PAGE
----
There is no doubt in my mind as to truth in the axiom “One man’s trash is another man’s treasure”. The abandoned TEE train coaches adjacent to the parking lot at the foot of Wyld street give the area a scrap yard appearance, yet the rotting shells still have the ability to draw railfans from Europe to visit our city. Imagine what they could do if they were restored to the condition they were in when they were part of a grand transportation renaissance in Ontario?
Granted, they were at the end of their useful life in Europe when Ontario Northland salvaged them in 1977 and introduced them as state of the art in the North American passenger rail industry. For a car-centric society though, they looked as futuristic as the ill-fated Turbo train that should have served to identify the perils and pitfalls of a half-hearted attempt at European rail service. The washrooms froze up regularly, the tracks were never in good enough shape to properly utilize the curve tilting feature of the coaches and the locomotives were baffed out after 20 years of service in Europe.
After 15 years of working to overcome the deficiencies the four trainsets were replaced by discarded and ONTC-rebuilt GO transit single level coaches. For many years after the 1992 equipment conversion, the trainsets languished in the North Bay Yard of Ontario Northland and ONTC was only too happy to oblige when a Swiss foundation bought one trainset for transport back to Europe where they hoped to restore it, as a static display. That effort hit a roadblock and the trainset eventually ended up in the Nederlands Transport Museum, where there is an ongoing effort to restore it and showcase the advanced rail travel available back in 1957 when it was first introduced there.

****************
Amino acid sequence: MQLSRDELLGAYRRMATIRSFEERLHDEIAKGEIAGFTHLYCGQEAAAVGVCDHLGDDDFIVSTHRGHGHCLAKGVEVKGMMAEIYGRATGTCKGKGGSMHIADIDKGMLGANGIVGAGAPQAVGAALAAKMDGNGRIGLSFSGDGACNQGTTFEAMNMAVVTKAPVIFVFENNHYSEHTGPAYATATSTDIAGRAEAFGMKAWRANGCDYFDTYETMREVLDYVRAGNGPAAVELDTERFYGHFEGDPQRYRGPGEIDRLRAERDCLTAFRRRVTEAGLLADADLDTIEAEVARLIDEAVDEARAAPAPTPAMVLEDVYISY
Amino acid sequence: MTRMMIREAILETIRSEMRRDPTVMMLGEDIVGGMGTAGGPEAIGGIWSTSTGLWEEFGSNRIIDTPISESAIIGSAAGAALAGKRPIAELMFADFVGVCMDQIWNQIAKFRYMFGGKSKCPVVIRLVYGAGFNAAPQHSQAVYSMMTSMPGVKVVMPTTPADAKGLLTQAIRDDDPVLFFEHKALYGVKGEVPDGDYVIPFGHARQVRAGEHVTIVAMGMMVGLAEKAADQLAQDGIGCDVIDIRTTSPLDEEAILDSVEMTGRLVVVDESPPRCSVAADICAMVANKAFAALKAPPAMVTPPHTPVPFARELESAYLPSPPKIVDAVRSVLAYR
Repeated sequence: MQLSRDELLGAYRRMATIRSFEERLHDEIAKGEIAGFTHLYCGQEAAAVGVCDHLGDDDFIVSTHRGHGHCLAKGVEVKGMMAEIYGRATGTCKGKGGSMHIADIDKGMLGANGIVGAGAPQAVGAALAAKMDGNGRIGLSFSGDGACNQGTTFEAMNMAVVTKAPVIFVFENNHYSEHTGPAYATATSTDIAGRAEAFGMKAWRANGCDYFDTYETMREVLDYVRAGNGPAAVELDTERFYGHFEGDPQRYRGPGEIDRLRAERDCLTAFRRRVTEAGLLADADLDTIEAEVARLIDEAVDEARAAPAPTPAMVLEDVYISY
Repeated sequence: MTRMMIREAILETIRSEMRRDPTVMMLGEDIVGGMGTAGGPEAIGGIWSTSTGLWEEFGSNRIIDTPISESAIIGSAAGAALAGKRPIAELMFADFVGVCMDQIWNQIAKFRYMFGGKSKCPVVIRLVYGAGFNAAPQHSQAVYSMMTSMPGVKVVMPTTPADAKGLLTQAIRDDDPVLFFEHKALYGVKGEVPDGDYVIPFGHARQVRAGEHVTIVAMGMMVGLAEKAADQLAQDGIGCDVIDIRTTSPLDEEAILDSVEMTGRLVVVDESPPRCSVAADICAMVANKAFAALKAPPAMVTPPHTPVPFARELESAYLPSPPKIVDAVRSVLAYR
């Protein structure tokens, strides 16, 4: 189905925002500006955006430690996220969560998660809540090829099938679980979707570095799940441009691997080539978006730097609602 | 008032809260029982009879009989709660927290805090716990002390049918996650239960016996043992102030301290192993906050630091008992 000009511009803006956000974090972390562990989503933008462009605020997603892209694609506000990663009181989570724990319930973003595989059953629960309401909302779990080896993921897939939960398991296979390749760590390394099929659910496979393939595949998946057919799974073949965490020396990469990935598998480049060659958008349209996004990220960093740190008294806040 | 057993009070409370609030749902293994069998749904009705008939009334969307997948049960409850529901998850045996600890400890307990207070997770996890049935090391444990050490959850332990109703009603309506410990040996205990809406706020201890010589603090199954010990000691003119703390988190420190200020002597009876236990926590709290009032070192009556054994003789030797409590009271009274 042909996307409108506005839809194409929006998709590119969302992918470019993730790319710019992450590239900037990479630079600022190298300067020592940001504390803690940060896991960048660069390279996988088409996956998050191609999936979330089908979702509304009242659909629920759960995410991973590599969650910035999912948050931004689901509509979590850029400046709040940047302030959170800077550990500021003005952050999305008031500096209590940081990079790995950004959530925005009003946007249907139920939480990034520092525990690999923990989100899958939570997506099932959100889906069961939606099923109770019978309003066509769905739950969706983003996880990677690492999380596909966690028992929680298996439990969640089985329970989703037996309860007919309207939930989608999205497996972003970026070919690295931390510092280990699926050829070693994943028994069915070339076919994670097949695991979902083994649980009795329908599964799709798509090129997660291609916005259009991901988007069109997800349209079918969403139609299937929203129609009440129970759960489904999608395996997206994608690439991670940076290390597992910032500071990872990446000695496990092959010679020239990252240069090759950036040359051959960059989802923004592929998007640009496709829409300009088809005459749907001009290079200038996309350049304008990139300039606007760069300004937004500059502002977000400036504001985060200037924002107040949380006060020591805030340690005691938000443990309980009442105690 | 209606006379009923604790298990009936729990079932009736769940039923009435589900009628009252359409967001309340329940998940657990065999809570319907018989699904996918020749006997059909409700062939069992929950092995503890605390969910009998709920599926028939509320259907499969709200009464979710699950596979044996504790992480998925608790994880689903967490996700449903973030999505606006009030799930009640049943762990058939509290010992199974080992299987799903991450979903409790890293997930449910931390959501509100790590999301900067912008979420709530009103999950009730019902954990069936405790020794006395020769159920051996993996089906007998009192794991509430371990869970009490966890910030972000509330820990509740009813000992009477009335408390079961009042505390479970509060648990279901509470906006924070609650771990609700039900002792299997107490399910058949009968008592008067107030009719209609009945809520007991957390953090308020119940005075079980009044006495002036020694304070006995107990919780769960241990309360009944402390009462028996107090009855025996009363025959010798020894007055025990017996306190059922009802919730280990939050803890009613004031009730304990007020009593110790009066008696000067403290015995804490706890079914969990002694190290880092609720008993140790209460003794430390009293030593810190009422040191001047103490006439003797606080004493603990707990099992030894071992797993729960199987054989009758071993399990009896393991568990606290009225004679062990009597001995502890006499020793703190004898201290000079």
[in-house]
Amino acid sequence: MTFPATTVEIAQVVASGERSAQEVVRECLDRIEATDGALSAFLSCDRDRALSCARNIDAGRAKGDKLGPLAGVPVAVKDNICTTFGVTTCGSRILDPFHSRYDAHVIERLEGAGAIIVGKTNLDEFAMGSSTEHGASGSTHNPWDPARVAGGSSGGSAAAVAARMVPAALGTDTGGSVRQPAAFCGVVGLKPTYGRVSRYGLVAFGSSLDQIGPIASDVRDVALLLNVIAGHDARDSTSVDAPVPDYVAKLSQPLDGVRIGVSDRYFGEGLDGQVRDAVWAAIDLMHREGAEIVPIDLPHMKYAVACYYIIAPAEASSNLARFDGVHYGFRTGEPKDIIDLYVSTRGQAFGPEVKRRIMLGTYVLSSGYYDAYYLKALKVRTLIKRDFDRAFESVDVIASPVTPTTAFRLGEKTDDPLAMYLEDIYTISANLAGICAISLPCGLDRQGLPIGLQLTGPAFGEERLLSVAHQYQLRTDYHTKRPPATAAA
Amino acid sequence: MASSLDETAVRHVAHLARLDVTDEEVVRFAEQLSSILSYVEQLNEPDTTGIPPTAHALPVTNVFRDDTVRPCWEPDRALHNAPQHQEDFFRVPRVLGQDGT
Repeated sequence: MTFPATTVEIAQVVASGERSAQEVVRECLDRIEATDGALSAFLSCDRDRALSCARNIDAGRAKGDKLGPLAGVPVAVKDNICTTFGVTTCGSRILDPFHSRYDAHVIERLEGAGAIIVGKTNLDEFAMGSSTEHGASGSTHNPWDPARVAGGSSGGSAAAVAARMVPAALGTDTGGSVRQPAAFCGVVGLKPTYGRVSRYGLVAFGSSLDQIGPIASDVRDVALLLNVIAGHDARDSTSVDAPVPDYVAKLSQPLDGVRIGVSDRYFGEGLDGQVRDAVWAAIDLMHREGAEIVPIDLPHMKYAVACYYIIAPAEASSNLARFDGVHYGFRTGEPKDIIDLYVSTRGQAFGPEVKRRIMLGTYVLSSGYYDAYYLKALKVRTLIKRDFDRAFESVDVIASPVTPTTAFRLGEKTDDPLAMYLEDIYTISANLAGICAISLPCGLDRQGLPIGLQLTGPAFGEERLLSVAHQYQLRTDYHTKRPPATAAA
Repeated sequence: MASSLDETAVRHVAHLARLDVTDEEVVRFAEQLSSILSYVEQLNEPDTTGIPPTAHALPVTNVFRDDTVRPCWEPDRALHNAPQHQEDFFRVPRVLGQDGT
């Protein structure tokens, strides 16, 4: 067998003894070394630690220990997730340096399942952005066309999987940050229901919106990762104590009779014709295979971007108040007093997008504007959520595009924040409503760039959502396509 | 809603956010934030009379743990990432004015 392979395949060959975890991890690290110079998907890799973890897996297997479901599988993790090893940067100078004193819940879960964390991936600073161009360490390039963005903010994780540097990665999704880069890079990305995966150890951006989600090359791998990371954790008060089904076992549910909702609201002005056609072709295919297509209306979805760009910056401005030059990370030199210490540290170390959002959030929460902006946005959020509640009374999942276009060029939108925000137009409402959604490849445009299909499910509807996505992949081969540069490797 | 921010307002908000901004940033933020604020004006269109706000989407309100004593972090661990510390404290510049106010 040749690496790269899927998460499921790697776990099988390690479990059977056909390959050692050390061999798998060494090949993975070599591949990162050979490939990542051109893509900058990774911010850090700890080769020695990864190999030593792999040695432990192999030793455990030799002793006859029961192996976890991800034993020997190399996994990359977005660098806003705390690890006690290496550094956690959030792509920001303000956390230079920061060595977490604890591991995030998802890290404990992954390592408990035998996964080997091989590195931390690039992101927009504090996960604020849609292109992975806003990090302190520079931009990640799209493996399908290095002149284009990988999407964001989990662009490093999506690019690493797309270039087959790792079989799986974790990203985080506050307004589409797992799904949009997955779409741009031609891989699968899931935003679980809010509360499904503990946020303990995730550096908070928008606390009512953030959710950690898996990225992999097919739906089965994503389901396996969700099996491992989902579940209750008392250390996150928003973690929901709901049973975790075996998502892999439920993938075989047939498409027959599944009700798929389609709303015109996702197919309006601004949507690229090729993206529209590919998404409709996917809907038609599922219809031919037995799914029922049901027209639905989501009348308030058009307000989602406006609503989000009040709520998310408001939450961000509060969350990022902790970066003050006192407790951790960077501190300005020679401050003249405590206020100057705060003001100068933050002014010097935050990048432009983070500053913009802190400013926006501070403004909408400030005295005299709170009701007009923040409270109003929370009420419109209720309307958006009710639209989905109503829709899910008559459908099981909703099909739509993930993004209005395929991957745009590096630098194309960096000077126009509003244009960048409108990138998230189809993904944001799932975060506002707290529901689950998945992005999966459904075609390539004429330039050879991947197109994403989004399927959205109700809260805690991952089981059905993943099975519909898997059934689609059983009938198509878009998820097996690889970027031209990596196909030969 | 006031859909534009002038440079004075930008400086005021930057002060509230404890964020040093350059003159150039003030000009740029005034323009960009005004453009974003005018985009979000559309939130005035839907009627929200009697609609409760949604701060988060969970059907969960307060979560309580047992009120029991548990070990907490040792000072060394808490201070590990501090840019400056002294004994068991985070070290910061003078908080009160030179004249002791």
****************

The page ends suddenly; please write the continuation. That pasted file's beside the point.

See this Facebook LINK showing the trainset in its glory days in Ontario and a brief shot of the only coaches left in Canada after the rest of the fleet was scrapped. The condition of those two remaining coaches, as can be seen above, is embarrassing, and no matter who officially owns them, the refurbishment of them should be a provincial responsibility. I am not suggesting a condition suitable for return to service, but as a static display.
The often kindled idea to save the 503 T&NO steam engine and get it in running condition was a little too ambitious and failed in its attempt. In comparison, a volunteer group in Englehart were successful in restoring the 701 in that town and building a canopy to protect it.
Funding for a volunteer group to restore the coaches to some kind of usable condition and the 503 to a static display would be a welcome addition to the waterfront amenities.
What do you think? Send comments to firstname.lastname@example.org
Worked at the Ontario Northland Transportation Commission for his career, in a number of positions, from front line supervisor to union leader. After retirement in 2011, he continued his interest in government policy and uses social media to stay active in political discussions. Send feedback to: email@example.com